If, while browsing in a flea market, antique shop or junk store, you may happen upon a small figural item with a hollow back and a tiny hole somewhere in the front. It might have the face of a human or animal. Very often the hole is in the center of the figure’s mouth.The item might be made of cast iron, plaster, ceramic or chalkware.
If you lived during the Depression years of the 1930s, you will recognize this as a string holder.
Before tape, paper bags and staples became commonplace, packages were wrapped and tied with string. String holders had a prominent place next to the cash register in general stores, grocery stores, bakeries and pharmacies. Packages were wrapped in paper, usually brown, and tied with the string.
Early patents for cast iron holders date from the 1860s, and they gained mass appeal and popularity during the late 1930s and 1940s. Retailers like Woolworth’s and Kresge’s began selling string holders for home use; early ones were made of cast iron, but later they were made of ceramic and chalkware. By the 1950s, string holders were a thing of the past.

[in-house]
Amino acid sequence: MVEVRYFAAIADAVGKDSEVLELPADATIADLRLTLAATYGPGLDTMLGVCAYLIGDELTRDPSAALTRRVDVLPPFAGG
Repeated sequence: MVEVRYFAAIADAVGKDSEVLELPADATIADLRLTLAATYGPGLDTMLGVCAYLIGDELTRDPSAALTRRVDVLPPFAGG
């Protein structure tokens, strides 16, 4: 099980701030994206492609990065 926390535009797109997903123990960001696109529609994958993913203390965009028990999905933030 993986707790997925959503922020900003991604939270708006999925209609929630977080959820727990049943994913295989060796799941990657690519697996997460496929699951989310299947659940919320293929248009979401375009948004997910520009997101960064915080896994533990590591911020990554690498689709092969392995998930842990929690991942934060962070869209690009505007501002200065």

Unlike antique furniture or other large pieces, a collection of string holders can be displayed on a wall or in a cabinet. Since they can be found in the form of fruit, animals, people, bird houses and many other categories, a collection can fit in with many themes.
Prices for vintage string holders can vary widely, from hundreds of dollars for a hard-to-find item in mint condition to just a few bucks for a more common piece.
When shopping for an antique string holder, it is advised that you be alert for fakes, forgeries and modern reproductions. One common method forgers have used to deceive buyers is to alter a figural wall plaque; the ones made to look like fruit (popular in the 1950s) are often used. The forger will hollow out the plaque, drill a hole and sell them as vintage string holders.
Be especially careful at flea markets. Unscrupulous vendors sometimes offer to sell counterfeit items “at a loss, so I can get home to my family.” Though they may sound and look sincere, it is wise to keep Charles Dickens’ words in mind: “I have known a vast quantity of nonsense talked about bad men not looking you in the face. Don’t trust that conventional idea. Dishonesty will stare honesty out of countenance any day in the week, if there is anything to be got by it.”
The best way to avoid buying a fake or forgery, in all areas of antiques and collectibles, is to know your dealer. Cultivate a relationship with someone who knows the business, knows what you’re looking for, and who will look out for your best interests.